Priceonomics

The Walt Disney Concert Hall in Los Angeles, designed by Frank Gehry

Frank Gehry, architect of the Guggenheim Museum in Bilbao, the Walt Disney Concert Hall in Los Angeles, and Fondation Louis Vuitton in Paris, thinks with his hands. He makes architectural models by tearing scraps of paper, gluing and taping them together, crinkling cardboard, and adding apples and Perrier bottles

The problem is that these gestural shapes are challenging to construct as actual, stable architecture. They also tend to be very expensive to build. For sheet materials such as glass or metal, a unit with double curvature (for example, shaped like a saddle or dome) can cost up to five times as much as one curved in a single direction (for example, shaped like a cone or cylinder), which, in turn, can cost up to five times as much as the flat material. Flattening and standardizing a design saves money--but for projects whose aesthetic impact stems from complex geometries, orthogonal and regular forms just won’t do.

Gehry wrangles a piece of cardboard in the 2012 documentary Sketches of Frank Gehry

In our post-Gehry era, prominent architects often design buildings that seem unbuildable. This is where Gehry Technologies comes in.

The first generation of architecture and engineering software was developed in the late 1970s. It allowed designers to draw via the computer instead of on paper. But the results were still just drawings.  In the 1990s, Frank Gehry pioneered a second generation of  “smart” digital design in architecture, by using software to optimize designs and translate them directly into a process of fabrication and construction.

Now known in the industry as parametric design and building information modeling, this approach has ushered in a new era of architecture, according to art historian Irene Nero: the era of “technological construction.” And Gehry Technologies drove this innovation, even though Gehry himself “speaks with a certain degree of pride in his inability to operate a computer,” as CTO Dennis Shelden observed in his MIT doctoral dissertation.

How did an architect who doesn’t use computers start a technology company?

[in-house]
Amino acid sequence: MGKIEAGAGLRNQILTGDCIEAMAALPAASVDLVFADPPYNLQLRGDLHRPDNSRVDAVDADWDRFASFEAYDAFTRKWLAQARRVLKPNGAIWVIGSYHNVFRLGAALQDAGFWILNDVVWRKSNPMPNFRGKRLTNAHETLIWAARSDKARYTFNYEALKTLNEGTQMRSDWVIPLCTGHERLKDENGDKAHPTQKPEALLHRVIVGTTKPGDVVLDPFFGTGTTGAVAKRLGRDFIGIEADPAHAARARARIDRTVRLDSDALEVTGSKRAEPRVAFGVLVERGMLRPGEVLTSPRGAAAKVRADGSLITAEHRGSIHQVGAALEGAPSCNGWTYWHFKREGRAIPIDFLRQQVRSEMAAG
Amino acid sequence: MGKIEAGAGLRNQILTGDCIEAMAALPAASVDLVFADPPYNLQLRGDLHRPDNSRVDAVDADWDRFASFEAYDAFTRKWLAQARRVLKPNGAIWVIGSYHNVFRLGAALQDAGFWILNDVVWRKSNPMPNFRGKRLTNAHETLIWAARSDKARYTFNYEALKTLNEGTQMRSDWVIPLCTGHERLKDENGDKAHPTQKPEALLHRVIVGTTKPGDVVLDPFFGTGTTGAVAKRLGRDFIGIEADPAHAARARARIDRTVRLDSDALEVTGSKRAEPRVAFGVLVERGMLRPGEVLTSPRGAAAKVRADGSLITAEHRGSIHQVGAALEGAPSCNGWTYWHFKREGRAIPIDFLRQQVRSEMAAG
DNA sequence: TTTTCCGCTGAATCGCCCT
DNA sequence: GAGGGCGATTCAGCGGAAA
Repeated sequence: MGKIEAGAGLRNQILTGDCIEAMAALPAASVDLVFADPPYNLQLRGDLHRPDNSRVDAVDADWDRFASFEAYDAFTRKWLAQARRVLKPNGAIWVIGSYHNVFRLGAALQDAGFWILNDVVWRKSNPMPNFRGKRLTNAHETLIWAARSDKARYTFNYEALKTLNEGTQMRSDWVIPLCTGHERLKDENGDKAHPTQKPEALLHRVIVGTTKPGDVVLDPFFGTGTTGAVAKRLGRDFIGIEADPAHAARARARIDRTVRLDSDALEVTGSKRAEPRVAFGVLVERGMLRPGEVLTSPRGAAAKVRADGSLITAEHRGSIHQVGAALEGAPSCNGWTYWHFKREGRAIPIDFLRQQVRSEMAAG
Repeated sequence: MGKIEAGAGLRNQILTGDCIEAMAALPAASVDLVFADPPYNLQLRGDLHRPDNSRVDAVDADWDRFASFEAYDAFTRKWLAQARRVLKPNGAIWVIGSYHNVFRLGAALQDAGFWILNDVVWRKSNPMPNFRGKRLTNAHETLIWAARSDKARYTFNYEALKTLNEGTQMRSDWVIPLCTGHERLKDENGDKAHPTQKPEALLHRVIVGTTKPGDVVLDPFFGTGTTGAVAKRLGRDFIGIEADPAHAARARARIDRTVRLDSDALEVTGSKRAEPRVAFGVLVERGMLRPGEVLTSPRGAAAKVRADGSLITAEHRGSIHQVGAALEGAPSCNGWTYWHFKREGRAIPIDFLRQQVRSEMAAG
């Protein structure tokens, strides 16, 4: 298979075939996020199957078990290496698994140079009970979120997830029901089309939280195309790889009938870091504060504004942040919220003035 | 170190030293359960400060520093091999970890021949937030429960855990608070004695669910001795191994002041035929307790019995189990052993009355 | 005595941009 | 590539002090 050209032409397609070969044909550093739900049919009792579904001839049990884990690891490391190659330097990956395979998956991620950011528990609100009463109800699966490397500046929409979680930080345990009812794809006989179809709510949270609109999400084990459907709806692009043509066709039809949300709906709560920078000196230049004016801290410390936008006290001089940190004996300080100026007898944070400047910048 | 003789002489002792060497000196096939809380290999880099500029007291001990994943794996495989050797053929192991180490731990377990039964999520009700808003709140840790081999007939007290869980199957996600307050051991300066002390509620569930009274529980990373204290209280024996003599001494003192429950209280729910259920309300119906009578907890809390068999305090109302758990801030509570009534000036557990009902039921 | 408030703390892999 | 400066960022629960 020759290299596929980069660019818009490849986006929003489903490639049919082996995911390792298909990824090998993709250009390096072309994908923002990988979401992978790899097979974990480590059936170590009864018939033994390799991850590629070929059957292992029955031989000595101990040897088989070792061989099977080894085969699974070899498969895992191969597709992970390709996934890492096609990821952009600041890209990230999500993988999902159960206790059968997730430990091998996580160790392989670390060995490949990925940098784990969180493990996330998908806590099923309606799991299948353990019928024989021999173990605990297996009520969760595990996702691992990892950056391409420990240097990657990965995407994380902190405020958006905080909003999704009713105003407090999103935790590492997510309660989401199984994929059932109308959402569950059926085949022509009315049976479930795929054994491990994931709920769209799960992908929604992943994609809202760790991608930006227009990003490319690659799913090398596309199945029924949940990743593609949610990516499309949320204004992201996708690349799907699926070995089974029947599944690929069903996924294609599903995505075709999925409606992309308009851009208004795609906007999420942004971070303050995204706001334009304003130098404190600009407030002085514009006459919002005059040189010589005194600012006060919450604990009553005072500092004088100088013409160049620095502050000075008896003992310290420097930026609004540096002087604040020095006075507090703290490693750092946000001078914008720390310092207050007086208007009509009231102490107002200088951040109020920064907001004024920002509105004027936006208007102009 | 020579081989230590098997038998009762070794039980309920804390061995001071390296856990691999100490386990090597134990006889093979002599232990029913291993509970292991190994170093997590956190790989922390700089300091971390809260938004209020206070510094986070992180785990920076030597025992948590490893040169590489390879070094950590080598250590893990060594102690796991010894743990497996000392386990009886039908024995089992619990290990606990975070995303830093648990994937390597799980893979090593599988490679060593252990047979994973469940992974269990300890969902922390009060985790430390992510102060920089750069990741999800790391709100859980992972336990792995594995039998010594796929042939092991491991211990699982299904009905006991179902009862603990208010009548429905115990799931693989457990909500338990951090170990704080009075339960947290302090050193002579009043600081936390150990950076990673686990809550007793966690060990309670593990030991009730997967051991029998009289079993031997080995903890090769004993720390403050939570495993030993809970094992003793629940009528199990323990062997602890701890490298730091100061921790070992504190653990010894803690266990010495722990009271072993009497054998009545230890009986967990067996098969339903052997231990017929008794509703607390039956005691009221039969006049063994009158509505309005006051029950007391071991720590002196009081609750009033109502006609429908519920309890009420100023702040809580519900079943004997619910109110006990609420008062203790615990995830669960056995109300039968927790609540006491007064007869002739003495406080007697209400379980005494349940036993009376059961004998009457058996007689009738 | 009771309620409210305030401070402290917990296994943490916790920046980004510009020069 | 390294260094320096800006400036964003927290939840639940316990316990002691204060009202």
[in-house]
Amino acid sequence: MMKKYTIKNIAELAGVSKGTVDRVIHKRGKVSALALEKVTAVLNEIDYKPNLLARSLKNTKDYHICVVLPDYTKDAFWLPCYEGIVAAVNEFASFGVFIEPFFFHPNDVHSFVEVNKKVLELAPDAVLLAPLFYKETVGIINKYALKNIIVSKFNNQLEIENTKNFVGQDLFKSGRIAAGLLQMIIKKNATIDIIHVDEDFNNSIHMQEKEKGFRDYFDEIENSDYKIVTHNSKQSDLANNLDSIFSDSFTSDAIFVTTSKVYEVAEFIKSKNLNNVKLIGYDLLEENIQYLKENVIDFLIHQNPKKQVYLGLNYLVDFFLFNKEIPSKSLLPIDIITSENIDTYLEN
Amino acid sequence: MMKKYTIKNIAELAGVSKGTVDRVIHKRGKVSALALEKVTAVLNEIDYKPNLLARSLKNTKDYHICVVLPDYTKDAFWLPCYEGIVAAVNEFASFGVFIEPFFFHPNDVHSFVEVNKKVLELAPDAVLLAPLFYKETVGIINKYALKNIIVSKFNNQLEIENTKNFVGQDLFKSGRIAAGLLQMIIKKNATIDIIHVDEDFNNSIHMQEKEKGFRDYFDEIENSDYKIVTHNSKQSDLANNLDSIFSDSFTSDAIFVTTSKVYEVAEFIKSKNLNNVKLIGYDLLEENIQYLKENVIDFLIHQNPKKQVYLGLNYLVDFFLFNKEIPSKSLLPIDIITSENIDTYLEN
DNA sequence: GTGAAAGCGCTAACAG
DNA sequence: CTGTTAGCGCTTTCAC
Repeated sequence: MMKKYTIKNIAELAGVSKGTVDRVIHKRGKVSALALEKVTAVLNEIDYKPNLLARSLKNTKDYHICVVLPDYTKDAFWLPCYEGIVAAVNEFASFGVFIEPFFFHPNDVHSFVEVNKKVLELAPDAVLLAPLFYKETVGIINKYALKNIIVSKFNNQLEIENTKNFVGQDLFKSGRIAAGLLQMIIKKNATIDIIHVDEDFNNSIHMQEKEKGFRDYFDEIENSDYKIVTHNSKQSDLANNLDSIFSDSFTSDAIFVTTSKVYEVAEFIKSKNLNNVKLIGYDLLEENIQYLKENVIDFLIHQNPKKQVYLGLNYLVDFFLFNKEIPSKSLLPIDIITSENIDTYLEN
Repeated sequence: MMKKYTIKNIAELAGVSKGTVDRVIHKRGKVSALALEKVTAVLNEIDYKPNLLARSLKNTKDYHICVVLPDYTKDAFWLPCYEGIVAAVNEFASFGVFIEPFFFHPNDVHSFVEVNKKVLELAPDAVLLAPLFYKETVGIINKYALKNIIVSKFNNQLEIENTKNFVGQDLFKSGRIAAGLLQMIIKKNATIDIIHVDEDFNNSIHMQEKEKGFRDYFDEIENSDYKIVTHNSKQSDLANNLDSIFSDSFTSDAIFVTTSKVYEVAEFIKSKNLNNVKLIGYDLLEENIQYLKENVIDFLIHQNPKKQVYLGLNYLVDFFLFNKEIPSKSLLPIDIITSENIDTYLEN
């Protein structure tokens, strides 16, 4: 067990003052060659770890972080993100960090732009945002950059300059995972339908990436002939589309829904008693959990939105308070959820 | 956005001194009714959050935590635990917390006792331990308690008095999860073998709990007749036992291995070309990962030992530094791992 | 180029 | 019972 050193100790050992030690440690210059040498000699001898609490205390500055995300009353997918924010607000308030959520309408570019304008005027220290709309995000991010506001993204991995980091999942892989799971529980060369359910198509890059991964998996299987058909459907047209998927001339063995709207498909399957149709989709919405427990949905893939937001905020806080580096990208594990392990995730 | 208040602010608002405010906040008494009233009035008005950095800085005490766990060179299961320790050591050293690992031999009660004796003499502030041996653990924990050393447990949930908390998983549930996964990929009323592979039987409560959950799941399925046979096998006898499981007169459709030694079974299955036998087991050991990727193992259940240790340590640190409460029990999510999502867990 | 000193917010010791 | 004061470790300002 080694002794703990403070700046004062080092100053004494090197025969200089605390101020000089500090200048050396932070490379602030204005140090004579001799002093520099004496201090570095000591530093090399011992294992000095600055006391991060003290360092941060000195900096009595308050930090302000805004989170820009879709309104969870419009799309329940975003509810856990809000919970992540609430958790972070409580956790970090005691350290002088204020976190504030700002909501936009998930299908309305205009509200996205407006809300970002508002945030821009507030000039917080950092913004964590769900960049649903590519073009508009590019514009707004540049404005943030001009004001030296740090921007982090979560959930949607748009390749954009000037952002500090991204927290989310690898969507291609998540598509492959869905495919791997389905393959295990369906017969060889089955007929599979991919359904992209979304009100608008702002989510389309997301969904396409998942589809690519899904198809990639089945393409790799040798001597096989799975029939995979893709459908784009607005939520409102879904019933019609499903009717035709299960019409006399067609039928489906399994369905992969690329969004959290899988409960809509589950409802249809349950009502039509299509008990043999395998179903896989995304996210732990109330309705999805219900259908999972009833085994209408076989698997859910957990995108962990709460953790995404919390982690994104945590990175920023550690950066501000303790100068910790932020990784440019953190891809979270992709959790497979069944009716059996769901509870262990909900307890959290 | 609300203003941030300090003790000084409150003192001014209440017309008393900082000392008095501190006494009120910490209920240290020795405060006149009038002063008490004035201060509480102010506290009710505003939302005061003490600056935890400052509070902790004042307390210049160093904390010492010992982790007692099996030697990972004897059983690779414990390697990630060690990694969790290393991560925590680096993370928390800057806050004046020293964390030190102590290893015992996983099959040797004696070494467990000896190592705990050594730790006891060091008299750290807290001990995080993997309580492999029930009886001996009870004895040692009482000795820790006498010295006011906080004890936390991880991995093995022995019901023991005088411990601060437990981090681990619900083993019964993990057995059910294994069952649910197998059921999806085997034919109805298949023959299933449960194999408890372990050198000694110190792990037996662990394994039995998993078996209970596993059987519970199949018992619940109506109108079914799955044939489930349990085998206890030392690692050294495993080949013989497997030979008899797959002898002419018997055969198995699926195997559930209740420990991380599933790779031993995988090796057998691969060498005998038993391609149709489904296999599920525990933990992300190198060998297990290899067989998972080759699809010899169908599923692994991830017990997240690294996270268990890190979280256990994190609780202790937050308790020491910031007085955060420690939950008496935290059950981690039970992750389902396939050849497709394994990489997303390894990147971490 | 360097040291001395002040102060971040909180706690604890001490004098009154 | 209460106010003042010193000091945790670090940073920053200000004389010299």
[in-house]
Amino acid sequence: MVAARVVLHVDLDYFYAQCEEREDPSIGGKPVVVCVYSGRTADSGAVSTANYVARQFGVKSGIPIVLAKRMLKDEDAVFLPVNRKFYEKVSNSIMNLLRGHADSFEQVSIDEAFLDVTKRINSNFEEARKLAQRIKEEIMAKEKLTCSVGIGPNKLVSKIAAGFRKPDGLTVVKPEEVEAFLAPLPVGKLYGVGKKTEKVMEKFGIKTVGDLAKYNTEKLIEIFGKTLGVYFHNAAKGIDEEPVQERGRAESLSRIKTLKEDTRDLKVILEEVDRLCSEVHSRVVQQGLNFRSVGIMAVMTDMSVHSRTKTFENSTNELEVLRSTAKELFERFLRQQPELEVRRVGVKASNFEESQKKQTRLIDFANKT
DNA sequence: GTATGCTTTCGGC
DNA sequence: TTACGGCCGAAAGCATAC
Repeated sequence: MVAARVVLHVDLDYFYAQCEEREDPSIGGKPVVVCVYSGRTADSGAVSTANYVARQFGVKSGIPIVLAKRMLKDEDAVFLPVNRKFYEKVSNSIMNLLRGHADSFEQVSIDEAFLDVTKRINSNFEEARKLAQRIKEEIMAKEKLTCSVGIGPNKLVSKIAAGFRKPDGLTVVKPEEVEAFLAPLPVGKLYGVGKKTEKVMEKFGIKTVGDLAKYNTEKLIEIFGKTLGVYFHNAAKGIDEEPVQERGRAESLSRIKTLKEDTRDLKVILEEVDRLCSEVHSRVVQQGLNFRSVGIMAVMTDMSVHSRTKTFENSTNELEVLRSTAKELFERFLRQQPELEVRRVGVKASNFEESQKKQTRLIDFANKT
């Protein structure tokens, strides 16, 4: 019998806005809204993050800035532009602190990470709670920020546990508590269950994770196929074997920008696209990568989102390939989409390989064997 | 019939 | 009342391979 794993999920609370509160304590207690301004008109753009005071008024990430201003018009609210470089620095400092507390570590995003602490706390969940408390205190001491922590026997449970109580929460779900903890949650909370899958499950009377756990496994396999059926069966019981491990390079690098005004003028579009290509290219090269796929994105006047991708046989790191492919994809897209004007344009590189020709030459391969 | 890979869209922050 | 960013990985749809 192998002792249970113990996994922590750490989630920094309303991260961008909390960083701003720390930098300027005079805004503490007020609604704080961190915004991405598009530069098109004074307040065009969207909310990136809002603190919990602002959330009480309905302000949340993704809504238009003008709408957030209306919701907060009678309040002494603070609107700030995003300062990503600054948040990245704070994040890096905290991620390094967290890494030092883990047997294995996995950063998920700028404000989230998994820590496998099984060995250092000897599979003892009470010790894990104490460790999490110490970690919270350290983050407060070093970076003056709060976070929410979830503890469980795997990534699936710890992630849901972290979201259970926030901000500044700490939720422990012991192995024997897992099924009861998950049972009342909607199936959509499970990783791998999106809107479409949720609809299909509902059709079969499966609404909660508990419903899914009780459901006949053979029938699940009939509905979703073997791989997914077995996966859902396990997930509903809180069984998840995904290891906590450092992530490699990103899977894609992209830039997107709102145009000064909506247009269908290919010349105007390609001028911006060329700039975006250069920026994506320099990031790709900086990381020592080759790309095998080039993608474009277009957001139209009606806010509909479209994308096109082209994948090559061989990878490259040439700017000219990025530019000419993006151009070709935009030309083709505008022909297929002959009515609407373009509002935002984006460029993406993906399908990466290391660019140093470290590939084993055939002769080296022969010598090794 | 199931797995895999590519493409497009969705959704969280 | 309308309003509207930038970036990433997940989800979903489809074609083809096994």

Building a Fish

Frank Gehry’s continued interest in fish resulted in a new set of lamps in 2013; Source: Maureen Didde

When he was a child, Gehry’s grandmother took him to a Jewish market in Toronto to buy live carp to make gefilte fish. “She’d put it in the bathtub,” he has said, “fill the bathtub with water, and this big black carp—two or three feet long—would swim around in the bathtub and I would play with it. I would stand up there and watch it turn and twist...”

By the early 1980s, Gehry had been running his firm for 20 years and had achieved international fame after his 1978 deconstructivist renovation of his own home. Still, the image of writhing carp continued to enchant him, and he started building fish-shaped lamps. When Gehry won a contract for a pavilion for Barcelona’s 1992 Olympics, he designed a 50 meter mesh sculpture in the form of an undulating fish.

His team then had to figure out how it would be built. They were working with flat materials -- sheets of stainless steel mesh. They had to figure out how to cut the sheets into shapes that, when curved, would assume the correct dimensions without buckling. Working from the firm’s 2D construction drawings, a contractor tried and failed six times to create a mock-up.

CATIA version 3, in 1988

Jim Glymph, Gehry’s “office hippie,” turned to a program called CATIA, a C++ software package developed by an aerospace manufacturer. The manufacturer, Dassault Systems, first used it in 1977 to design the Mirage fighter jet. 

A 3D Bézier surface with control points

CATIA described digital models using parametric Bézier curves (or vectors) and 3D surface algorithms. The model is defined by a set of control points and the mathematical functions, or surfaces, that stretch between them. The parameters of these functions can be freely adjusted, making a Bézier surface accurate at any scale -- unlike other software Glymph had tried. IBM loaned four $130,000 workstations to Gehry’s office to complete the work using CATIA, and within six months the Barcelona Fish was built, on budget.

Gehry's Barcelona Fish

A New Kind of Building